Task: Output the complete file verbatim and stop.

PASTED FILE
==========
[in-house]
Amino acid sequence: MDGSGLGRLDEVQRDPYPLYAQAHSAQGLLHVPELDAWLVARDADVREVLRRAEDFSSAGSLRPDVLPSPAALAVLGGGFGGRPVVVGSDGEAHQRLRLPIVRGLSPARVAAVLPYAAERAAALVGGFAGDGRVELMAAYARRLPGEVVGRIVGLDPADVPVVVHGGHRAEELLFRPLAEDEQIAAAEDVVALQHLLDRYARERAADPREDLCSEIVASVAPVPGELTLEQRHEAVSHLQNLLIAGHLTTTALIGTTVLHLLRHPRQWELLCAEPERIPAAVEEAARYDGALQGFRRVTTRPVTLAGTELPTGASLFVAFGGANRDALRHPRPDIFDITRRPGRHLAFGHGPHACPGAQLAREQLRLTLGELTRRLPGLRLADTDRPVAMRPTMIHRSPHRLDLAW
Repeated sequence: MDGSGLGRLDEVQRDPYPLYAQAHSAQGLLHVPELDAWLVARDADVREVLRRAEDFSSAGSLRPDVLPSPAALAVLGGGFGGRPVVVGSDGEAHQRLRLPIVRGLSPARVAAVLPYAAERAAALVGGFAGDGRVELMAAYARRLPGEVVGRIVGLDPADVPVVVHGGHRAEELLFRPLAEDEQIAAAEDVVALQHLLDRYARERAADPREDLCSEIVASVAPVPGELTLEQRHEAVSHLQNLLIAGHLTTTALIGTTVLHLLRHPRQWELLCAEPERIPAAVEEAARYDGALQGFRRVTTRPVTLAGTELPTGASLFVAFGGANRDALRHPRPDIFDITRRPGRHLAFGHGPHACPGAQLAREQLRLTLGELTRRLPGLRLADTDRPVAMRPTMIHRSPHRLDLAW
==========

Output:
[in-house]
Amino acid sequence: MDGSGLGRLDEVQRDPYPLYAQAHSAQGLLHVPELDAWLVARDADVREVLRRAEDFSSAGSLRPDVLPSPAALAVLGGGFGGRPVVVGSDGEAHQRLRLPIVRGLSPARVAAVLPYAAERAAALVGGFAGDGRVELMAAYARRLPGEVVGRIVGLDPADVPVVVHGGHRAEELLFRPLAEDEQIAAAEDVVALQHLLDRYARERAADPREDLCSEIVASVAPVPGELTLEQRHEAVSHLQNLLIAGHLTTTALIGTTVLHLLRHPRQWELLCAEPERIPAAVEEAARYDGALQGFRRVTTRPVTLAGTELPTGASLFVAFGGANRDALRHPRPDIFDITRRPGRHLAFGHGPHACPGAQLAREQLRLTLGELTRRLPGLRLADTDRPVAMRPTMIHRSPHRLDLAW
Repeated sequence: MDGSGLGRLDEVQRDPYPLYAQAHSAQGLLHVPELDAWLVARDADVREVLRRAEDFSSAGSLRPDVLPSPAALAVLGGGFGGRPVVVGSDGEAHQRLRLPIVRGLSPARVAAVLPYAAERAAALVGGFAGDGRVELMAAYARRLPGEVVGRIVGLDPADVPVVVHGGHRAEELLFRPLAEDEQIAAAEDVVALQHLLDRYARERAADPREDLCSEIVASVAPVPGELTLEQRHEAVSHLQNLLIAGHLTTTALIGTTVLHLLRHPRQWELLCAEPERIPAAVEEAARYDGALQGFRRVTTRPVTLAGTELPTGASLFVAFGGANRDALRHPRPDIFDITRRPGRHLAFGHGPHACPGAQLAREQLRLTLGELTRRLPGLRLADTDRPVAMRPTMIHRSPHRLDLAW